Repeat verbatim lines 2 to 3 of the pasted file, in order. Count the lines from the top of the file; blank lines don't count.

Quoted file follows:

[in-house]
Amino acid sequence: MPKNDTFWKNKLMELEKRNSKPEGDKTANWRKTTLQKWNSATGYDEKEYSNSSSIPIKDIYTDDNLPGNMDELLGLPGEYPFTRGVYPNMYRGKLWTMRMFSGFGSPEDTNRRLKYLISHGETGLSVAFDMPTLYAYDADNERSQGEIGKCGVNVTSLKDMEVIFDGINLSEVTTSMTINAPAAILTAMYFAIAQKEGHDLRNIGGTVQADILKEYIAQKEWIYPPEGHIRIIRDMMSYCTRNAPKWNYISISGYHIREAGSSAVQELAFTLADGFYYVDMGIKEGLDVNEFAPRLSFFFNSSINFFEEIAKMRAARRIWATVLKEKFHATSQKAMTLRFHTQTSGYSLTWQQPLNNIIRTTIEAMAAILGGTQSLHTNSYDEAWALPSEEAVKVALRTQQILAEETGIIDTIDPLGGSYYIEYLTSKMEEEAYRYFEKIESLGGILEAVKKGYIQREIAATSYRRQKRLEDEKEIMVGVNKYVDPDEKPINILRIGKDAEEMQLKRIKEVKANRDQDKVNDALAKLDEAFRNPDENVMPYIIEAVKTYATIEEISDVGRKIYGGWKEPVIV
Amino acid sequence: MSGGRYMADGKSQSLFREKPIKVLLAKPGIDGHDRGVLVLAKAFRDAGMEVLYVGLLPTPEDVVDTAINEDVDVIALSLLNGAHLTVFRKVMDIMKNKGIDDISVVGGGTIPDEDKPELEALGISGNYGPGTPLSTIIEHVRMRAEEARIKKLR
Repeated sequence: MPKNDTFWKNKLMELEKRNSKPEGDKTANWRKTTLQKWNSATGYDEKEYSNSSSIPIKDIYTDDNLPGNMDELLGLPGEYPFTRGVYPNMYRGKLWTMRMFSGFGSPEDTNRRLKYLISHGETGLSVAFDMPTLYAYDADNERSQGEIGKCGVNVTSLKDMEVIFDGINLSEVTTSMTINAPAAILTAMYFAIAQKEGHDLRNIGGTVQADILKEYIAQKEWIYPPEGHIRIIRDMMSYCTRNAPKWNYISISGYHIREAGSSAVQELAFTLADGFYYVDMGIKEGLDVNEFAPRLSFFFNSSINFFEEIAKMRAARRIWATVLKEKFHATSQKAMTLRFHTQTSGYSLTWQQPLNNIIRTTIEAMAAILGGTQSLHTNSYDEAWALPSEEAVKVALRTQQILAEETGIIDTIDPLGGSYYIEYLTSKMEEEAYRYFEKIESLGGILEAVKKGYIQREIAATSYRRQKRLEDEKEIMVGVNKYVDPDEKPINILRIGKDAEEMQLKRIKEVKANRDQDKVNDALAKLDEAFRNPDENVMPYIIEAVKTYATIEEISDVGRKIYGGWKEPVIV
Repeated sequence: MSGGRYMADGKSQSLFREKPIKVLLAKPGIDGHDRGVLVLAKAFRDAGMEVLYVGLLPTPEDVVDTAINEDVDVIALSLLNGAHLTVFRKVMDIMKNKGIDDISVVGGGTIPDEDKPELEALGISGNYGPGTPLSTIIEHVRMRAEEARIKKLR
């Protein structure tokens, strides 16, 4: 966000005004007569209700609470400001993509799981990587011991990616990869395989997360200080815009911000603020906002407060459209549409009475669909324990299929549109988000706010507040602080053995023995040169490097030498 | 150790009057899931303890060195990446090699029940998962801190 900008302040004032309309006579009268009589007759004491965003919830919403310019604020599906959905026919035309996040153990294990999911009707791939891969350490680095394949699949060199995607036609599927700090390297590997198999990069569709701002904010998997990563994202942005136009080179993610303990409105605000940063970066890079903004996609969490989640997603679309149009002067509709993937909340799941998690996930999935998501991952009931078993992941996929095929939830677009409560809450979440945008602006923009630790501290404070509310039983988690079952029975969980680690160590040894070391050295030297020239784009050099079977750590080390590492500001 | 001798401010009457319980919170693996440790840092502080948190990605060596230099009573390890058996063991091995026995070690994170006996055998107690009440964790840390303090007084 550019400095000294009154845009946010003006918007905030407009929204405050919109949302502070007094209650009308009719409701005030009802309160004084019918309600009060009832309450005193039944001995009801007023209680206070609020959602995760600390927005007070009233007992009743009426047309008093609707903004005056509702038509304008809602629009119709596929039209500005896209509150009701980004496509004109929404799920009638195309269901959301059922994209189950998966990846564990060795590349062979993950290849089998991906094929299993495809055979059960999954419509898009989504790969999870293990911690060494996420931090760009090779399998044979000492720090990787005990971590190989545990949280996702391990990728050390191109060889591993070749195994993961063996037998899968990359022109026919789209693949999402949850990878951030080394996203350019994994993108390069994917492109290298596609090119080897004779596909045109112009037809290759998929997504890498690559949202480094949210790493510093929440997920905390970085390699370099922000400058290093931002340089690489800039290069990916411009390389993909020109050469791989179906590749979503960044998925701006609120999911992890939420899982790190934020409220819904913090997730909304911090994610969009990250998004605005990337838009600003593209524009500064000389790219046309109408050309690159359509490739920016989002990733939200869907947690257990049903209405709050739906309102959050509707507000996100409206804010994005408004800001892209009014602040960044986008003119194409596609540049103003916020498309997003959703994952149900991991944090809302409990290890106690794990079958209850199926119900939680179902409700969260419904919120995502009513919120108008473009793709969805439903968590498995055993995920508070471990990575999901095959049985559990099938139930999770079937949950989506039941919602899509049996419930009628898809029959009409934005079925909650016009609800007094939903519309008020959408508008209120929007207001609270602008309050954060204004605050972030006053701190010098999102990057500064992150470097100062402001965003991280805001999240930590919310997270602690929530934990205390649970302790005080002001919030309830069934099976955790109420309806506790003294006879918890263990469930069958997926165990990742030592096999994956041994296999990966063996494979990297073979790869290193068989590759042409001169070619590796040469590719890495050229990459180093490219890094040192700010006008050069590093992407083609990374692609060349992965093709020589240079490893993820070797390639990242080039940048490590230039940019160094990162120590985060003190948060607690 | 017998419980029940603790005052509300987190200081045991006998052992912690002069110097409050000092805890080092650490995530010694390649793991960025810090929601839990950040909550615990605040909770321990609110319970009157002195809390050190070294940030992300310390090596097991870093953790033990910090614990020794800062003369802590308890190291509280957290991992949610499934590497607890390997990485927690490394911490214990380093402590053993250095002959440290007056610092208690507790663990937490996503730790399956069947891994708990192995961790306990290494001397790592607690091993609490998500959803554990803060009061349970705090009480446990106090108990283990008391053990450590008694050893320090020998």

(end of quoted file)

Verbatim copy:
Amino acid sequence: MPKNDTFWKNKLMELEKRNSKPEGDKTANWRKTTLQKWNSATGYDEKEYSNSSSIPIKDIYTDDNLPGNMDELLGLPGEYPFTRGVYPNMYRGKLWTMRMFSGFGSPEDTNRRLKYLISHGETGLSVAFDMPTLYAYDADNERSQGEIGKCGVNVTSLKDMEVIFDGINLSEVTTSMTINAPAAILTAMYFAIAQKEGHDLRNIGGTVQADILKEYIAQKEWIYPPEGHIRIIRDMMSYCTRNAPKWNYISISGYHIREAGSSAVQELAFTLADGFYYVDMGIKEGLDVNEFAPRLSFFFNSSINFFEEIAKMRAARRIWATVLKEKFHATSQKAMTLRFHTQTSGYSLTWQQPLNNIIRTTIEAMAAILGGTQSLHTNSYDEAWALPSEEAVKVALRTQQILAEETGIIDTIDPLGGSYYIEYLTSKMEEEAYRYFEKIESLGGILEAVKKGYIQREIAATSYRRQKRLEDEKEIMVGVNKYVDPDEKPINILRIGKDAEEMQLKRIKEVKANRDQDKVNDALAKLDEAFRNPDENVMPYIIEAVKTYATIEEISDVGRKIYGGWKEPVIV
Amino acid sequence: MSGGRYMADGKSQSLFREKPIKVLLAKPGIDGHDRGVLVLAKAFRDAGMEVLYVGLLPTPEDVVDTAINEDVDVIALSLLNGAHLTVFRKVMDIMKNKGIDDISVVGGGTIPDEDKPELEALGISGNYGPGTPLSTIIEHVRMRAEEARIKKLR